the utility threshold (κ). We ﬁxed the conﬂict resolution time
(γ) and microlapse penalty (λ) parameters to 50 ms and 0.98,
respectively1, although only γis present in both Baseline and
Fatigue models. The models were ﬁt using maximum likeli-
hood estimation and approximate Bayesian computation with
differential evolution (Turner and Sederberg, 2012) against
the joint log-likelihoods of the observed vs. simulated reac-
tion times (RTs) (log-normal distribution), hit rates (Binomial
distribution), and false alarm rates (Binomial distribution).
All models were developed using the Julia language (Bezan-
son et al., 2017) and ﬁt using the Optim.jl (Mogensen and
Riseth, 2018) and DifferentialEvolutionMCMC.jl (2022)
Here, we present only a few analyses regarding the behav-
ioral data before discussing model ﬁt indices. The results of
the experiment are described in more detail elsewhere (c.f.
Morris et al., 2022).
We conducted a 2 (Condition: Simultaneous [Sim] vs. Suc-
cessive [Succ]) x 4 (Block: 4 blocks of 400 trials) within-
subjects ANOVA, with Greenhouse-Geisser corrections on
degrees of freedom where assumptions of sphericity were
violated. For RTs, there was only a main effect of Block,
F(1.56,31.13) = 6.95, p<0.05, reﬂecting a signiﬁcant in-
crease between Block 1, M= 0.58, SE = 0.02, and Block 2,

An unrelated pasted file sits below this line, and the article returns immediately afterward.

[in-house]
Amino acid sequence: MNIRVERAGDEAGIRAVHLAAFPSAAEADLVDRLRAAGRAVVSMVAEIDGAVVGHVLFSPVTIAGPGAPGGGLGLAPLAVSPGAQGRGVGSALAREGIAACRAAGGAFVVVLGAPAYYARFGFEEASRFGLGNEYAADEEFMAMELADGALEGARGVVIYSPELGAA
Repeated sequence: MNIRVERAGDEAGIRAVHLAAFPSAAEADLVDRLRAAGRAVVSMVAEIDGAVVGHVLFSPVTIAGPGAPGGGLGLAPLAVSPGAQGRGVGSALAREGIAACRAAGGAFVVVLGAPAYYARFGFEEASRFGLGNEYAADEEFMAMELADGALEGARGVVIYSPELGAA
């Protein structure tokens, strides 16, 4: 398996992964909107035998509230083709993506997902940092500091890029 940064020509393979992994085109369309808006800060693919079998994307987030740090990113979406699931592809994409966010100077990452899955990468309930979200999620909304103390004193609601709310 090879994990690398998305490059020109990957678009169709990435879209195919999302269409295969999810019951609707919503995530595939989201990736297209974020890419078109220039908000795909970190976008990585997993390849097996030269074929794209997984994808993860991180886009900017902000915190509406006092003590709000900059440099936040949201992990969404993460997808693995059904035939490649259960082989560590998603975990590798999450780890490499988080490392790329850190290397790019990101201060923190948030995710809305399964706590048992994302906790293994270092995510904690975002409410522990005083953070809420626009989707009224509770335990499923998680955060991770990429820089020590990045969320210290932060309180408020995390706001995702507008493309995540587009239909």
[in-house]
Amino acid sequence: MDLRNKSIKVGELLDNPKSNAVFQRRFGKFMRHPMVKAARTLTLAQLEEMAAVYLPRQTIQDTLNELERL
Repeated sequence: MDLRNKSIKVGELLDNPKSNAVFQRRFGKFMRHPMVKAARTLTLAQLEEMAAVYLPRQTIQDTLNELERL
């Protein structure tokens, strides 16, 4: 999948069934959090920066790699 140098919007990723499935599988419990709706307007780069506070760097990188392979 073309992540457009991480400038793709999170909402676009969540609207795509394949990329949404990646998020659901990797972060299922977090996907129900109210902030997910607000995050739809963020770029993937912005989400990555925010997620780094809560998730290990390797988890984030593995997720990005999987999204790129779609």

1We did not freely estimate these values because these values
have strong precedence in the extant literature (c.f. Veksler and Gun-
zelmann, 2018) and because early simulations indicated that model
ﬁt was not affected by these parameters.
Cond. υ τ ρ κ -2LL
Sim. 3.63 1.74 -0.21 -0.20 1525.61
(0.40) (0.31) (0.02) (0.02) (95.81)
Succ. 3.62 1.53 -0.23 -0.20 1580.08
(0.38) (0.39) (0.02) (0.01) (103.00)
Table 3: Means and standard errors of the mean (in parenthe-
ses) of the best-ﬁtting parameters and associated ﬁt for indi-
M= 0.63, SE = 0.02, p<0.05. RTs in Block 3, M= 0.64,
SE = 0.02, and 4, M= 0.63, SE = 0.02, did not signiﬁcantly
differ from each other, ps <0.05. A similar pattern emerged
for accuracy, where there was also a main effect of Block,
F(1.59,31.73) = 3.83, p=0.02. A partial interaction contrast
indicates that accuracy was signiﬁcantly higher for Block 1,
M= 0.91, SE = 0.01, compared to all other blocks, Ms = 0.89,
SEs = 0.01, χ2(1)= 6473.10. p<0.05. There were no signif-
icant main effects of Condition, nor were there any signiﬁcant
interactions between Condition and Block, ps >0.05.
We ﬁrst ﬁt the aggregated experiment data to the separate
Baseline and Fatigue models. For both experiment con-
ditions, the models with fatigue penalties (Sim: -2LL =
1374.88, BIC = 1417.27; Succ: -2LL = 1497.86, BIC =
1540.25) ﬁt the observed data better than the Baseline mod-
els (Sim: -2LL = 1546.88, BIC = 1568.07; Succ: -2LL =